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What is Happiness?

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What is happiness? People have agonized over this question for centuries. Let me start this essay by answering a somewhat easier question: what isn’t happiness? Happiness is NOT feeling good all the time. Happiness is a combination of human emotions and states of mind. Exploring this state of being has consumed the philosophical minds of the ages and will continue to do so for ages to come.

In an unofficial poll of students at State University, I found that of the fifty-eight students and one professor, males and females of several ethnic backgrounds and age groups, that I asked the question "What is happiness to you?", all of them had very different physical, intellectual, or emotional motivator for their happiness. Only the professor stated what happiness was to him. The students, ranging in age from 20 years to 45 years, all spoke of material things that would make them happy. They couldn't seem to grasp "happiness" as a concept in itself.

The questions that are asked when exploring the concept of happiness should begin with desire to know if it is a pleasure based in our basic and primitive emotions. Next, is happiness motivated by pure desire? Does a mental state of contentment produce happiness? Does happiness come from a simple, physical feeling? Maybe happiness is a combination of all of these.

According to John Stuart Mill,

The creed which accepts as the foundation of morals, Utility, or the Greatest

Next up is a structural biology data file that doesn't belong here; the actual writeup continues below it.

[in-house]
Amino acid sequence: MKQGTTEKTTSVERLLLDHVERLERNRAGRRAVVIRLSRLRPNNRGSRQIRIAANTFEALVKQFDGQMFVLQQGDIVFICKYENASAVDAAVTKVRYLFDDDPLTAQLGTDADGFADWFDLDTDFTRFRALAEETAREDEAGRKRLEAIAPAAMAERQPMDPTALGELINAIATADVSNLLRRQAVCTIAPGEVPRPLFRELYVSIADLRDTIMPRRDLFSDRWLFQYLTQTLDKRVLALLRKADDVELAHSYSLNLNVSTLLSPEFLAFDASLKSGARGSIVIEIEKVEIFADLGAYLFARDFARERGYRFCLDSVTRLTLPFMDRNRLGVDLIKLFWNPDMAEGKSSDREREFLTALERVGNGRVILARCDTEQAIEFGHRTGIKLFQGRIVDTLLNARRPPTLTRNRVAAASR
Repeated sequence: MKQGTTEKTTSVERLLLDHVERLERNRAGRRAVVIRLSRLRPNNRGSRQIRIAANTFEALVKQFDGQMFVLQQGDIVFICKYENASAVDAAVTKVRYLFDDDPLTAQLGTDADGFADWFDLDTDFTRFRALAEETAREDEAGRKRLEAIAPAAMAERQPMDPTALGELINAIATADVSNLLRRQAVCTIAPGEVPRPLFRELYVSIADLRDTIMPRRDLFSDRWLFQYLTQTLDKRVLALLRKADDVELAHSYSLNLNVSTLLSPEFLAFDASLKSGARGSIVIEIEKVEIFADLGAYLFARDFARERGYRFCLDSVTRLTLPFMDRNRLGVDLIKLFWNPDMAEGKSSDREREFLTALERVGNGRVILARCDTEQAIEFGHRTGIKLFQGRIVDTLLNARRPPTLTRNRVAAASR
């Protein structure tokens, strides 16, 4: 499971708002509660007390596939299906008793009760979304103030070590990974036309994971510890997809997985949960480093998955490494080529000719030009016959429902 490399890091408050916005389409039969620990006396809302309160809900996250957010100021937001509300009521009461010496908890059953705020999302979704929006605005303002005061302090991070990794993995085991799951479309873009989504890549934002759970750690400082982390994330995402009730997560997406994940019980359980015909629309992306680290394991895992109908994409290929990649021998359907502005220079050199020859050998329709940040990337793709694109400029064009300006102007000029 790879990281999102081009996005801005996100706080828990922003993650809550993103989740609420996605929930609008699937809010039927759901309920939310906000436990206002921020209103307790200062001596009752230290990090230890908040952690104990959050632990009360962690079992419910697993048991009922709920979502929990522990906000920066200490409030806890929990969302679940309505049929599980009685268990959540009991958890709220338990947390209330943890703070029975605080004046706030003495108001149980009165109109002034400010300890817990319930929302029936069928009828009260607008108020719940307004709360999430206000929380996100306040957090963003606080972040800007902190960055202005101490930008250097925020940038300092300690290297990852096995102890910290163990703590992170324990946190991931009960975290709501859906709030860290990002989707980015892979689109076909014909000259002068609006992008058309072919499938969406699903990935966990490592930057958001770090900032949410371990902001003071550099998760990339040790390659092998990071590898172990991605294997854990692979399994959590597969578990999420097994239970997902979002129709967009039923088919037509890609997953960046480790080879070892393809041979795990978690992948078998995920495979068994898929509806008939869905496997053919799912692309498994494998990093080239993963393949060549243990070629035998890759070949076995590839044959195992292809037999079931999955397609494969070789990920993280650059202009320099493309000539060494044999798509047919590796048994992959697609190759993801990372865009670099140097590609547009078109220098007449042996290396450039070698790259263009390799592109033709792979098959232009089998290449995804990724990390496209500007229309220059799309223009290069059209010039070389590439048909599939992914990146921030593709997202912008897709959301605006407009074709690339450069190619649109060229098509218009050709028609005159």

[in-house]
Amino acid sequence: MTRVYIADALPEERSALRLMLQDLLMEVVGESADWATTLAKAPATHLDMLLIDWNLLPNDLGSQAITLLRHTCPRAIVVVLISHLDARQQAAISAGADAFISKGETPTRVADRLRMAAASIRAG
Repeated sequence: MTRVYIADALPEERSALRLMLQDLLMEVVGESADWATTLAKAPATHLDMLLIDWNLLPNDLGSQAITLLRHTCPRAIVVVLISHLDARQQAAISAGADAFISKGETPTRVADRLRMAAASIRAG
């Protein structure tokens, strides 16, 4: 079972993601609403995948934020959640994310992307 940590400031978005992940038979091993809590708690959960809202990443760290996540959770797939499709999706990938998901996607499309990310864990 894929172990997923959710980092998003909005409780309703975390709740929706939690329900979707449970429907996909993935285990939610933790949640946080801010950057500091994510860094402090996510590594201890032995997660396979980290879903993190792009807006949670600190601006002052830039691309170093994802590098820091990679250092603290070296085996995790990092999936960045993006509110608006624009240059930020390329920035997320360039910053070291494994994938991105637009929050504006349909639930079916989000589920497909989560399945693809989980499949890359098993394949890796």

Happiness Principle, holds that actions are right in proportion as they tend to

promote happiness, wrong as they tend to produce the reverse of happiness. By

happiness is intended pleasure, and the absence of pain; by unhappiness, pain,

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abstract thought separates them from any other creature on earth, but it also makes

them unique unto themselves. What makes one person happy may or may not make another

person happy. Happiness, in and of itself, in my opinion, in unattainable. To be content with

a minimum of worries is as close to absolute happiness as a person can come.

For myself, I believe that true happiness is an illusion. I believe in the desire-driven

theory of happiness. When I find the need for the illusion of happiness, I attempt to

achieve it by fulfilling my temporary needs through the gratification of my immediate

desires. I find that contentment and the drive to continue to achieve my desires is much

more important than the illusion of happiness.

Works Cited

Pojman, Louis P. Classics of Philosophy: Volume II Modern and Contemporary. New York:

Oxford UP, 1998.
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